Chemical elements
  Phosphorus
    Isotopes
    Energy
    Preparation
    Applications
    Physical Properties
    Chemical Properties
      Alkali Phosphides
      Alkaline Earth Phosphides
      Copper Silver and Gold Phosphides
      Zinc Group Phosphides
      Aluminium Phosphide
      Titanium Group Phosphides
      Tin Phosphides
      Lead Phosphides
      Arsenic Phosphides
      Antimony Phosphides
      Bismuth Phosphides
      Chromium Phosphides
      Molybdenum and Tungsten Phosphides
      Manganese Phosphides
      Iron Phosphides
      Cobalt Phosphides
      Phosphonium Chloride
      Phosphonium Bromide
      Phosphonium Iodide
      Hydrogen Phosphides
      Alkylphosphines
      Phosphorus Trifluoride
      Phosphorus Pentafluoride
      Phosphorus Trifluorodichloride
      Phosphorus Trifluorodibromide
      Fluophosphoric Acid
      Phosphorus Dichloride
      Phosphorus Trichloride
      Phosphorus Pentachloride
      Phosphorus Chlorobromides
      Phosphorus Chloroiodides
      Phosphorus Tribromide
      Phosphorus Pentabromide
      Phosphorus Diiodide
      Phosphorus Triiodide
      Phosphorus Oxytrifluoride
      Phosphorus Oxychloride
      Pyrophosphoryl Chloride
      Metaphosphoryl Chloride
      Phosphoryl Monochloride
      Phosphoryl Dichlorobromide
      Phosphoryl Chlorodibromide
      Phosphoryl Tribromide
      Metaphosphoryl Bromide
      Phosphoryl Oxyiodides
      Phosphorus Thiotrifluoride
      Phosphorus Thiotrichloride
      Phosphorus Thiotribromide
      Mixed Phosphorus Thiotrihalides
      Phosphorus Suboxides
      Phosphorus Trioxide
      Phosphorus Dioxide
      Phosphorus Pentoxide
      Hypophosphorous Acid
      Phosphorous Acid
      Meta- and Pyro-phosphorous Acids
      Hypophosphoric Acid
      Tetraphosphorus Trisulphide
      Diphosphorus Trisulphide
      Tetraphosphorus Heptasulphide
      Phosphorus Pentasulphide
      Phosphorus Oxysulphides
      Phosphorus Thiophosphites
      Phosphorus Thiophosphates
      Phosphorus Selenophosphates
      Phosphorus Sulphoselenides
      Diamidophosphorous Acid
      Phosphorus Triamide
      Monamidophosphoric Acid
      Diamidophosphoric Acid
      Triamidophosphoric Acid
      Dimetaphosphimic Acid ≡P=
      Trimetaphosphimic Acid
      Tetrametaphosphimic Acid
      Penta- and Hexametaphosphimic Acid
      Monamidodiphosphoric Acid
      Diamidodiphosphoric Acid
      Triamidodiphosphoric Acid
      Nitrilotrimetaphosphoric acid
      Monothioamidophosphoric Acids
      Thiophosphoryl Nitride
      Di- Tri-imido- and -amido-thiophosphates
      Imidotrithiophosphoric Acid =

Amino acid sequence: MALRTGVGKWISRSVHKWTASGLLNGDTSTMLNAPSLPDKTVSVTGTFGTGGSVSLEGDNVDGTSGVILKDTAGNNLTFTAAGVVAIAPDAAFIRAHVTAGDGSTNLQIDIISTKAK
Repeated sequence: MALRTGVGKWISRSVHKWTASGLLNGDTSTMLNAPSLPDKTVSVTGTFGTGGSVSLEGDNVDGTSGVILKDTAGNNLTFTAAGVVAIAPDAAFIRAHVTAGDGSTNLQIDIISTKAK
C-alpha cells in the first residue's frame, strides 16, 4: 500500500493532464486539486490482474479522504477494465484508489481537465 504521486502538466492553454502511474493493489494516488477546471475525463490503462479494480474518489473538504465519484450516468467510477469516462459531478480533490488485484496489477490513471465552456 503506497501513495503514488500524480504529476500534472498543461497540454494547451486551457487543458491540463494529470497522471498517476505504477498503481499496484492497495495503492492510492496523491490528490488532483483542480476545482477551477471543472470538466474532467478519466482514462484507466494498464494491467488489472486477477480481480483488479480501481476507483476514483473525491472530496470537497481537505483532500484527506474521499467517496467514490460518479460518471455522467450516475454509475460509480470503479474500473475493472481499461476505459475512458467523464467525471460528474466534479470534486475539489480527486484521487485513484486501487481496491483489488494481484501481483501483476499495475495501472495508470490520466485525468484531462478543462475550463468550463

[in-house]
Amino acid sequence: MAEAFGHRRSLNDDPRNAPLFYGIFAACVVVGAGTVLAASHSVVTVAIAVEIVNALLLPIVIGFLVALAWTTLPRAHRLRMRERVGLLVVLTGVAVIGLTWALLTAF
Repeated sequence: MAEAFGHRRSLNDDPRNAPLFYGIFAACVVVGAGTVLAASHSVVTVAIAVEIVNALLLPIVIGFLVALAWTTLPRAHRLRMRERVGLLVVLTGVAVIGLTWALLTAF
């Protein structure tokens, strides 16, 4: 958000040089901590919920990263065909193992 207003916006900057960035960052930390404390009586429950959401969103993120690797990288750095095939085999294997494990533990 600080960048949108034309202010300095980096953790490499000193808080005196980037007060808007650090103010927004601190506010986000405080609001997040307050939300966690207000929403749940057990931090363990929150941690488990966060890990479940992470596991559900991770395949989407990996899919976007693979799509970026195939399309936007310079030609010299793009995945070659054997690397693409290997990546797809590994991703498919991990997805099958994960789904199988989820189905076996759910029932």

Phosphorus Chloronitrides
      Triphosphonitrilic Chloride
      Tetraphosphonitrilic Chloride
      Pentaphosphonitrilic Chloride
      Hexaphosphonitrilic Chloride
      Heptaphosphonitrilic Chloride
      Triphosphonitrilic Bromide
      Phosphorus Halonitrides
      Phosphorus Nitride
      Phosphine
      Pyrophosphoric Acid
      Phosphoric acids
    Slow Oxidation
    Phosphatic Fertilisers

Phosphorus Thiophosphites






These salts may be regarded as derived from mono-, H3PSO2, di-, H3PS2O and tri-thiophosphorous acids, H3PS3. They were prepared, with other products, by heating metals with a mixture of sulphur and phosphorus, e.g. Ag3PS3, or metallic sulphides with phosphorus sulphides, e.g. Cu3PS3 from Cu2S and P2S5. When P4S3 was dissolved in alkalies phosphine, hydrogen and phosphorus were produced. By evaporation in vacuo crystals of Na2H(PSO2).2H2O were obtained. With an excess of sodium hydroxide, after long standing, the normal salt Na3PSO2 was deposited. When the alkali was replaced by Na2S the evaporation in vacuo gave Na2H(PS2O).2½H2O. An ammonium salt, (NH4)2H(PSO2).H2O, has been prepared similarly from P4S3 and solution of ammonia after long standing at 0° C. Solutions of these salts gave a characteristic yellow to red precipitate when mixed with a solution of lead acetate. When the salts were heated or their solutions were boiled, H2S was evolved and phosphites produced.

Thiohypophosphates, for example those of copper, silver and nickel, Cu2P2S6, Ag4P2S6, and Ni2P2S6, respectively, have been prepared by heating the metals with phosphorus and sulphur. The ease with which they are decomposed by water depends on the electroaffinity of the metal. Thus the zinc salt is decomposed by boiling water, while the nickel salt, which forms grey hexagonal crystals, is scarcely affected by water.


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